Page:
I was recently asked this question and here is my answer:

The best example of time management is surely “no time management”.

I know this may sound idealistic particularly if you are in a demanding job or life circumstances but let me explain. There were certainly times in my life – very young children and sick and dying parent – where I was simply over-committed.

And yet, even then, I benefitted from always keeping this question in mind: Who or what has power over my time?

This allowed me, in any case, to prioritise:

I need to put food on the table.

I need to take care of my mother.

I want to spend some quality time with the kids and with my wife.

I want to meet up with friends and extended family.

I want to keep learning and nurture my curiosity.

Those were my key commitments. Within this context, everything else was a distraction so got cut (TV, radio, news….). Once my mum passed and as the kids have gotten older, my commitments have significantly shrunk, meaning that I no longer need to manage time. The temptation, particularly in a busy culture, is to “get more done” but I keep going back to my priorities, which have now become a hierarchy.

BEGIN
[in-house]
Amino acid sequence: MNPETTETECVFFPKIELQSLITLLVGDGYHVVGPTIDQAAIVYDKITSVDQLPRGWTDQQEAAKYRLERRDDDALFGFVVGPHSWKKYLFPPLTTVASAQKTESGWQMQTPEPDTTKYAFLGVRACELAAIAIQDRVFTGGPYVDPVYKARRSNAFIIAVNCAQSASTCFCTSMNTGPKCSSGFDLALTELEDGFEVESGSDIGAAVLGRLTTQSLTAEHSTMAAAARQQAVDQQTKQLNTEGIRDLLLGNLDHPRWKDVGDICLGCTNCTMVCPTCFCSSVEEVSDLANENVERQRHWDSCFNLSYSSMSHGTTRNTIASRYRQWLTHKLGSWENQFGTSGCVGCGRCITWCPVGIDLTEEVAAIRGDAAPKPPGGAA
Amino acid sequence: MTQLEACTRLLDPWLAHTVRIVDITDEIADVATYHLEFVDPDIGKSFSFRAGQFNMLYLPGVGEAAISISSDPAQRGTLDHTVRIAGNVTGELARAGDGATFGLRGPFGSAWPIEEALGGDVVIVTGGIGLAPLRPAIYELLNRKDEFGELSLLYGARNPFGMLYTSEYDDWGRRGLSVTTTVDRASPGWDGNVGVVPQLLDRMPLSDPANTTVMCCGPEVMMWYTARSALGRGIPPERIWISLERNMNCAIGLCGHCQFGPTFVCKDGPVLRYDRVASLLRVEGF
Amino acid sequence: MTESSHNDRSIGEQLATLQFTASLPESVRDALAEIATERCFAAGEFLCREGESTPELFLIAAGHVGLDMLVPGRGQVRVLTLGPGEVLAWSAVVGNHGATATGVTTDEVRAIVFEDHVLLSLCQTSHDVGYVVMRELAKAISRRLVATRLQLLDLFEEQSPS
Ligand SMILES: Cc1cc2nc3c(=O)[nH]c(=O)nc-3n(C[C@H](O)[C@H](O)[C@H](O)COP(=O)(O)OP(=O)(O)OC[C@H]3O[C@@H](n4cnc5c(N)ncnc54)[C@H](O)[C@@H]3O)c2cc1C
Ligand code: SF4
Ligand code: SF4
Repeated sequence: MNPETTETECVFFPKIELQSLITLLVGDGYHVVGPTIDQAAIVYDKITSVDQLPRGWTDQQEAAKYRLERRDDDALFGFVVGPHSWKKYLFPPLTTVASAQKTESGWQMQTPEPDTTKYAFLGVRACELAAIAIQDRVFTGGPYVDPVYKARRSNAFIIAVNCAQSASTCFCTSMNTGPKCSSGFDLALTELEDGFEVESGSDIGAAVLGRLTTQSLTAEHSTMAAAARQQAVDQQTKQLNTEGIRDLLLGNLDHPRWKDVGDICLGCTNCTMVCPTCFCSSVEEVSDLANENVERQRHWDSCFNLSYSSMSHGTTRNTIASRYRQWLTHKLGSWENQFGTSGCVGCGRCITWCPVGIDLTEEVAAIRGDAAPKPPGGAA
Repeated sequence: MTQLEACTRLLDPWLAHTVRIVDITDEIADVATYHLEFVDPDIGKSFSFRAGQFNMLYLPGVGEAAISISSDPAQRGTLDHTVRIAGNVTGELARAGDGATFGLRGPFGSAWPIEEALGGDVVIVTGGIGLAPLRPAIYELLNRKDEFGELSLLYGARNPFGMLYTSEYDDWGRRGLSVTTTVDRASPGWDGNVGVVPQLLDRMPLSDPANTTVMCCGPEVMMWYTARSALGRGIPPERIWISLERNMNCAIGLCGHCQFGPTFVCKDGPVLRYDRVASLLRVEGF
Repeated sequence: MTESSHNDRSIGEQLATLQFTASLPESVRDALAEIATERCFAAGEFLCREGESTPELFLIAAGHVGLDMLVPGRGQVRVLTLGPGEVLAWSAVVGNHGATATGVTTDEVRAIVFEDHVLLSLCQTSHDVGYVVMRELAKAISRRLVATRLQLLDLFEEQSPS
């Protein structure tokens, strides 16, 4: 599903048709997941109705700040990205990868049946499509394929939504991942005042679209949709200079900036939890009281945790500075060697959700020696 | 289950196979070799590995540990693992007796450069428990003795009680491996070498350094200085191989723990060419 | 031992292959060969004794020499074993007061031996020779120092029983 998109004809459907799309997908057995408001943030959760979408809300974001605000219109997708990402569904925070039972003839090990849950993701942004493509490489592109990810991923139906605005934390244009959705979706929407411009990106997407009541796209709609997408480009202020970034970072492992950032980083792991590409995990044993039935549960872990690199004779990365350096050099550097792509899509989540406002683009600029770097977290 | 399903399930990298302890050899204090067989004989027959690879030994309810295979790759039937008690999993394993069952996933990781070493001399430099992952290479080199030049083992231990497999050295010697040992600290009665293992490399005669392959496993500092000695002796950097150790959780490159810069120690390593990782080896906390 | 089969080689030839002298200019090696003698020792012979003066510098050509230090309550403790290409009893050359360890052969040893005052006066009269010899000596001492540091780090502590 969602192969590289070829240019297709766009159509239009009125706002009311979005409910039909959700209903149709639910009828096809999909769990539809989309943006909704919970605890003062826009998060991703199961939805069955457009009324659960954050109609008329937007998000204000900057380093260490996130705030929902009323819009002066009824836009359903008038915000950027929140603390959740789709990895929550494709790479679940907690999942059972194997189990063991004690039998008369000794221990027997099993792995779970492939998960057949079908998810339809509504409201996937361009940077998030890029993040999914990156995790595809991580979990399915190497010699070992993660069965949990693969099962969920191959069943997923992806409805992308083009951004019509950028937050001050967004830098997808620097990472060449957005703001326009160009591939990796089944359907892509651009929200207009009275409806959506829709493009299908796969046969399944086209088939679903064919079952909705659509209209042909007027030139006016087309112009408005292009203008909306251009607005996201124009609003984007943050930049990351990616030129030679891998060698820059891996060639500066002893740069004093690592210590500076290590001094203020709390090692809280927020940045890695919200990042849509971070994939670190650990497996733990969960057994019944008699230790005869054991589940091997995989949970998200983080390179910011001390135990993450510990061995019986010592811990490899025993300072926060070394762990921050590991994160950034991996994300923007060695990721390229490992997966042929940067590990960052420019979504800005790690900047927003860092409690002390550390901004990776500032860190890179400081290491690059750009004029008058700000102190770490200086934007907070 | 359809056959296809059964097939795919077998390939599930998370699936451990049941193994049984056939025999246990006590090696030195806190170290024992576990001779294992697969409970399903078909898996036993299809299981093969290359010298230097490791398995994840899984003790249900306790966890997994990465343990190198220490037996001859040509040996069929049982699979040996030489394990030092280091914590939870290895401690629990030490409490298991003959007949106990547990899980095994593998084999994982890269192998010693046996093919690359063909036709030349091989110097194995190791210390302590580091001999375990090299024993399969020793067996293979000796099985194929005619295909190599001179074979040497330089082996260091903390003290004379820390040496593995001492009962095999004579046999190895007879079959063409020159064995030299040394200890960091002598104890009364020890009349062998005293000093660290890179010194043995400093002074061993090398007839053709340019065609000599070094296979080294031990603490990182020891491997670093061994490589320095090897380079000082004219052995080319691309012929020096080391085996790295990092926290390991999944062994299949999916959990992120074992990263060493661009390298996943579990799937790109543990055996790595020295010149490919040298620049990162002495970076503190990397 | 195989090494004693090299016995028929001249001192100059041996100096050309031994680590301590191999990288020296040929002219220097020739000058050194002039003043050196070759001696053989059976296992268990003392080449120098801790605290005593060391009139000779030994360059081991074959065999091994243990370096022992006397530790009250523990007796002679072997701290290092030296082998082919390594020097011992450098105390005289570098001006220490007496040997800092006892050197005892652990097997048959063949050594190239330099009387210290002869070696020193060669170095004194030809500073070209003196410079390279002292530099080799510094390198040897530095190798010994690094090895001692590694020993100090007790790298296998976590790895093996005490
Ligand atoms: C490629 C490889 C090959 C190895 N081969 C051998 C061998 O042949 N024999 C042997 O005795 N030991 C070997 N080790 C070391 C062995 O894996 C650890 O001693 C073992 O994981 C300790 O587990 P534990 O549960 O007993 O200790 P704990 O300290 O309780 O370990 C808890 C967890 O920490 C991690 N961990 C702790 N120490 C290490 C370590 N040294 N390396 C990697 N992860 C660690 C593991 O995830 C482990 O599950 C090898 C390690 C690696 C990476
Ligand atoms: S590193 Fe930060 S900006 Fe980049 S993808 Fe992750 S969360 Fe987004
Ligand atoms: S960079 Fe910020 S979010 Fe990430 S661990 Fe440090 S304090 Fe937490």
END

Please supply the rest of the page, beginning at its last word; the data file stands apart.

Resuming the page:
Work is priority in certain hours. Outside of that it is family and friends. Then it is learning.

My activities are therefore planned based on priorities, rather than being squeezed into an arbitrary schedule. This means having moments for what truly matters. This means doing less and doesn’t mean cramming every moment with tasks just to feel productive.

As I mentioned above, I do appreciate that this may seem out of reach for some people reading. And yet, we all have some level of power over what we do during our day.

In conclusion, my invitation is to keep these questions with you:

What might I not do today?

What moments of rest and relaxation might I find today?